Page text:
New Customer Sales: 0861 00 19 17   |   Existing Customer Sales, Services & Claims: 0861 60 01 20   |   24 Hour Emergency Assistance: 0860 10 42 11

Getting a bank loan for your small business | Budget Insurance

Money

Posted on Tuesday, November 24, 2015

Share on social media

Need a bank loan to launch your business idea off the ground?

One of the most common ways of raising finance for a small or medium business (otherwise known as an SME) is through a bank loan. Of course there are pros and cons to this, and you might prefer to souce an investor but, as long as you borrow sensibly and can manage the repayments with interest, the advantage is you don’t have to give up any equity in return for the money.

Apply these three winning tips to give yourself the best chance of turning that idea into funding...

 

Don’t use vague marketing terms

Even in the marketing realm this is a mistake, but it’s absolutely disastrous when you’re sitting down with your banker. The presentation or business plan you use must contain concrete, easy-to-understand language that makes business sense. So don’t say that your company is sure to succeed because you offer “best-of-breed services that take advantage of the low-hanging fruit in an exciting new industry”. Clearly explain why your services are so marketable and give concrete evidence to support this – your latest sales figures and realistic projections will mean far more than any marketing jargon.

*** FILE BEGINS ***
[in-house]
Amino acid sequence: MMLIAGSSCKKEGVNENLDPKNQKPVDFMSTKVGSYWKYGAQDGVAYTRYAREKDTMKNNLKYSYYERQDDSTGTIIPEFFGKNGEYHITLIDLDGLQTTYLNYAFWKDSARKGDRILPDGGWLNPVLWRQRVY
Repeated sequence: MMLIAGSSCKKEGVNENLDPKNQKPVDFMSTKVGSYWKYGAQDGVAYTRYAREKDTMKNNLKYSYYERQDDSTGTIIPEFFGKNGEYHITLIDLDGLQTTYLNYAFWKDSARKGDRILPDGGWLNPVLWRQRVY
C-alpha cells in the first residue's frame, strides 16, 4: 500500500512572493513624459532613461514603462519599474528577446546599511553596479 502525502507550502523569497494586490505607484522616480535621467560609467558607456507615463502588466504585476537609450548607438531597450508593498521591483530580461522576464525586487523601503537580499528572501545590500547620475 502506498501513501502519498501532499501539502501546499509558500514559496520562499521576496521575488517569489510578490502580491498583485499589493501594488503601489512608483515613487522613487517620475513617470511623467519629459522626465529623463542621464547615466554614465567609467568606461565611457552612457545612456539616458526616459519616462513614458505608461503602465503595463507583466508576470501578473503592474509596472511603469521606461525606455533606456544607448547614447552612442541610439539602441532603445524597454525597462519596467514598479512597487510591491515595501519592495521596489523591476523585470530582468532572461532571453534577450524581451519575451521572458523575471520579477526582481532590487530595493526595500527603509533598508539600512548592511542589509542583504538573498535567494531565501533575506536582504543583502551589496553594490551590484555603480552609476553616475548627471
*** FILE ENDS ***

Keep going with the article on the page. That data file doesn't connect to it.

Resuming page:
Supply all your figures

Bankers work with numbers so that’s the language you need to speak. Prepare all your previous accounting, and transparently show the current financial state of your business. Remember that your banker is looking for assurance that you can afford to service the loan and that your business is viable enough to provide sufficient security.

Have a repayment plan

You need to show exactly how and when you will pay back the loan. It’s no good trying to convince the banker that you'll be able to pay back the loan in good time if you can’t show how you intend to do this. Once again, this means presenting a credible set of accounts and projections that allows the banker to clearly see it.